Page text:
For example, moving a DVD movie to a remote web app (not using additional compression, but with bit-for-bit fidelity to the original) is quite a task. A movie that fills a standard dual-layer DVD weighs in at around 9 gigabytes. Uploading that movie to a web app would take a day and a half! Later, downloading the result over our typical 5 megabits-per-second cable connection would take about four hours!
(It's astonishing, but even in this digital age, the best way to move movies' worth of data is by truck!! NetFlix uses UPS trucks to deliver 5 million DVDs each day. According to George Gilder's Nov. 30, 2007 Friday Letter, UPS moves "five petabits per day as much as all U.S. Internet traffic put together." Who knew that the interstate highway would trump elements of the information highway?)
Today such data-intensive tasks (and perhaps your tasks) are not candidates for using web apps. But they will be. Just as graphics-based communications required upgrading our infrastructure from dial-up modems to cable or DSL-based broadband, future web apps will demand fiber (or some other equally robust channel). But that's hardly impossible since other countries are already deploying these.
Automation and control solutions can follow this path as well. What were once elegant customer solutions may now show the patina of time as new technological capabilities become available. Consider how web apps might enhance customer solutions; all the applications could reside and run on an always up-to-date web-based server that can access an extended information set. If it's you who provide this remote web app as a service, you can generate a continuing revenue stream!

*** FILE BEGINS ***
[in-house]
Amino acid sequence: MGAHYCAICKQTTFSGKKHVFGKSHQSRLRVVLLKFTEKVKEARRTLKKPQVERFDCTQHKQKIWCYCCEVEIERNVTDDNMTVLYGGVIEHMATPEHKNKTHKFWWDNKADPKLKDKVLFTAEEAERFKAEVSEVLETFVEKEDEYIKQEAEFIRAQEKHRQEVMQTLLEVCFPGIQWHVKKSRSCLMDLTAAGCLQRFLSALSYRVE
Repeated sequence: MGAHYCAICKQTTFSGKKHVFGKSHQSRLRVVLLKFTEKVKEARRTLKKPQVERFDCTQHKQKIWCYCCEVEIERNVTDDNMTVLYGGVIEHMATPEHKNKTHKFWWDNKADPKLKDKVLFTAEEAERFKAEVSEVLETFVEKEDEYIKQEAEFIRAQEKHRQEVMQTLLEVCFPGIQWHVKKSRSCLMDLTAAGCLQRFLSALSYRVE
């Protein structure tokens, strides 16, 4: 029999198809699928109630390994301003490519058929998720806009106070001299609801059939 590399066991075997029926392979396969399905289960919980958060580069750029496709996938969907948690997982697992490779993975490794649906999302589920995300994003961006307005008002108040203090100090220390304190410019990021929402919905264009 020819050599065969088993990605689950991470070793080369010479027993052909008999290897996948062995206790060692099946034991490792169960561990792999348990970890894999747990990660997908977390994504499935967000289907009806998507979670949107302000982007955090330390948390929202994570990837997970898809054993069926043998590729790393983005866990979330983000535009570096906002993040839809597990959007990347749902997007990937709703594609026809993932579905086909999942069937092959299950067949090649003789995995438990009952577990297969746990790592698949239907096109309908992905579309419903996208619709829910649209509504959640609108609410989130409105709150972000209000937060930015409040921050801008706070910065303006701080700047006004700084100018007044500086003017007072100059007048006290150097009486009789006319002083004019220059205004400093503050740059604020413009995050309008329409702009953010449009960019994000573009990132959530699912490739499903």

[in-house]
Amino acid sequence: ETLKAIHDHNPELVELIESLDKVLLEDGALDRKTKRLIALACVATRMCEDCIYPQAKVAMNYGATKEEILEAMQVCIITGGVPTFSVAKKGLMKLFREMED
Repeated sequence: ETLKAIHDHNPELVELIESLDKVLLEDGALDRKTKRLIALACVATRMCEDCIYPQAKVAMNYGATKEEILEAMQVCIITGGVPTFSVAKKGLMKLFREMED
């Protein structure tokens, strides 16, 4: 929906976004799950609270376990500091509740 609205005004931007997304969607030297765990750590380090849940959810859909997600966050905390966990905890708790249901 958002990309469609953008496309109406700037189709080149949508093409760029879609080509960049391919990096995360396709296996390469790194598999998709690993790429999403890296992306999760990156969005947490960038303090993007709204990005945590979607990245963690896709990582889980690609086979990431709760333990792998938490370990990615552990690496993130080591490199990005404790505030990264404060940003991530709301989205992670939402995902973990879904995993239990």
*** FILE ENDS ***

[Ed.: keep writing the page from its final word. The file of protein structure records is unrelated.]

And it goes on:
Your web app could also mine data from disparate unconnected sources to present an improved picture of how a customer's operation might best be managed. Depending on customer needs, enhancements might include the integration of relevant real-time weather and traffic info, forecasts, real-time lightening observations, tornado warnings, power demands, even changing global economic indicators and currency fluctuation, to enable decision making by everyone from control operators through executives. And there are an unlimited number of other service enhancements but a thought away.
Of course, this vast amount of information could overwhelm any user. Yet a few years ago it might have seemed that paper maps and printed driving directions could never add weather, traffic info and the location of every Starbucks on your route in a meaningful manner. Today's communicative GPS receivers do this with aplomb.
Similarly, web apps supported by expanding bandwidth and ever-more information nodes internal to a customer, as well as out on the Internet, will provide opportunities for visionaries to simplify the display of valuable new information, making your solutions really stand out.
MapQuest and Google Maps changed the landscape for many uses of DVD-based mapping applications; web apps may do the same for previously stand-alone solutions.
How could your customer solutions be improved by using web apps? It's not a wave to ignore
Jeff Harrow is the principal technologist at The Harrow Group. He can be reached at firstname.lastname@example.org.